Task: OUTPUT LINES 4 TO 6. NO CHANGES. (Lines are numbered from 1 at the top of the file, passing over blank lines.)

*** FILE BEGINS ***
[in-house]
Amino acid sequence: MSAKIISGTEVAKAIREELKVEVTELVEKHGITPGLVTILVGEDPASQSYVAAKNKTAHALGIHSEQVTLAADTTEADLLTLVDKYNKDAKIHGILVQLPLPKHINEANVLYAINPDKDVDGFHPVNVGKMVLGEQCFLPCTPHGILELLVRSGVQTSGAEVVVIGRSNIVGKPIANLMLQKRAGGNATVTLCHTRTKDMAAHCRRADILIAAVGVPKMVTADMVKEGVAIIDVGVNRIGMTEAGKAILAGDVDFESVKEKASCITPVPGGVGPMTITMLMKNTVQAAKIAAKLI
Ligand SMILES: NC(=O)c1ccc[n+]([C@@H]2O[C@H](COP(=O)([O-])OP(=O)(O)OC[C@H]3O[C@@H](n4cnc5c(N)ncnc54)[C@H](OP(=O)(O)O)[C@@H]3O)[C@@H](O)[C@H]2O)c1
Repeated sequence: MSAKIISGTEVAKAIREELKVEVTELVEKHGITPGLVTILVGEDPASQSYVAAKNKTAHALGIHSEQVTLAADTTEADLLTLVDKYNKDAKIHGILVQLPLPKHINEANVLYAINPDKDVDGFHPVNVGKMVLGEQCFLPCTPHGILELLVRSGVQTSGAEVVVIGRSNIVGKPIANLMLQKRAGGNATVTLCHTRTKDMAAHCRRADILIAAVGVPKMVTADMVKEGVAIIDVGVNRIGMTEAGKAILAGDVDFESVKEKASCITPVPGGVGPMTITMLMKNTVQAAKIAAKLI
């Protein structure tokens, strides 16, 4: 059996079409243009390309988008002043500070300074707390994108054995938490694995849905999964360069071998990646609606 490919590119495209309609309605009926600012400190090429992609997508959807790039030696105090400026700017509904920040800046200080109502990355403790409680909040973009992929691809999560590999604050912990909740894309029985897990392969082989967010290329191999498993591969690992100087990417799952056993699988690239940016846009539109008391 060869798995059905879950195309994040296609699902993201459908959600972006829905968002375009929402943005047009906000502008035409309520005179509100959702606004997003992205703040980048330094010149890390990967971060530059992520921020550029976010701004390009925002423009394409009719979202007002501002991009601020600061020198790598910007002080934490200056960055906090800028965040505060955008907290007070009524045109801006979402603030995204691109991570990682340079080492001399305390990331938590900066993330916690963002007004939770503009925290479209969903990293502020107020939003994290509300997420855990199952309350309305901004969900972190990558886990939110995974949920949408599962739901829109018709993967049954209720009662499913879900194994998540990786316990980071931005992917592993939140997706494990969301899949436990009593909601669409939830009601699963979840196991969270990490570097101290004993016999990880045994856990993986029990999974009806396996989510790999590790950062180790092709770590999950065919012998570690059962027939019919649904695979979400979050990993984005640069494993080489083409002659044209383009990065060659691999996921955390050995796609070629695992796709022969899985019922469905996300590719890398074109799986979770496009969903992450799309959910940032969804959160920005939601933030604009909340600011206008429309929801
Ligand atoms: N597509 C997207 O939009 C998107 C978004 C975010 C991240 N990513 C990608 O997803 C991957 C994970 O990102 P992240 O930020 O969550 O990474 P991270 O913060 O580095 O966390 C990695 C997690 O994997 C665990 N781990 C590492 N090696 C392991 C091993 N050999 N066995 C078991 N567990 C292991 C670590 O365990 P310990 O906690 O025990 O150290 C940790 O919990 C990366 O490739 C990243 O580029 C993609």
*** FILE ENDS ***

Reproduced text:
Repeated sequence: MSAKIISGTEVAKAIREELKVEVTELVEKHGITPGLVTILVGEDPASQSYVAAKNKTAHALGIHSEQVTLAADTTEADLLTLVDKYNKDAKIHGILVQLPLPKHINEANVLYAINPDKDVDGFHPVNVGKMVLGEQCFLPCTPHGILELLVRSGVQTSGAEVVVIGRSNIVGKPIANLMLQKRAGGNATVTLCHTRTKDMAAHCRRADILIAAVGVPKMVTADMVKEGVAIIDVGVNRIGMTEAGKAILAGDVDFESVKEKASCITPVPGGVGPMTITMLMKNTVQAAKIAAKLI
């Protein structure tokens, strides 16, 4: 059996079409243009390309988008002043500070300074707390994108054995938490694995849905999964360069071998990646609606 490919590119495209309609309605009926600012400190090429992609997508959807790039030696105090400026700017509904920040800046200080109502990355403790409680909040973009992929691809999560590999604050912990909740894309029985897990392969082989967010290329191999498993591969690992100087990417799952056993699988690239940016846009539109008391 060869798995059905879950195309994040296609699902993201459908959600972006829905968002375009929402943005047009906000502008035409309520005179509100959702606004997003992205703040980048330094010149890390990967971060530059992520921020550029976010701004390009925002423009394409009719979202007002501002991009601020600061020198790598910007002080934490200056960055906090800028965040505060955008907290007070009524045109801006979402603030995204691109991570990682340079080492001399305390990331938590900066993330916690963002007004939770503009925290479209969903990293502020107020939003994290509300997420855990199952309350309305901004969900972190990558886990939110995974949920949408599962739901829109018709993967049954209720009662499913879900194994998540990786316990980071931005992917592993939140997706494990969301899949436990009593909601669409939830009601699963979840196991969270990490570097101290004993016999990880045994856990993986029990999974009806396996989510790999590790950062180790092709770590999950065919012998570690059962027939019919649904695979979400979050990993984005640069494993080489083409002659044209383009990065060659691999996921955390050995796609070629695992796709022969899985019922469905996300590719890398074109799986979770496009969903992450799309959910940032969804959160920005939601933030604009909340600011206008429309929801
Ligand atoms: N597509 C997207 O939009 C998107 C978004 C975010 C991240 N990513 C990608 O997803 C991957 C994970 O990102 P992240 O930020 O969550 O990474 P991270 O913060 O580095 O966390 C990695 C997690 O994997 C665990 N781990 C590492 N090696 C392991 C091993 N050999 N066995 C078991 N567990 C292991 C670590 O365990 P310990 O906690 O025990 O150290 C940790 O919990 C990366 O490739 C990243 O580029 C993609």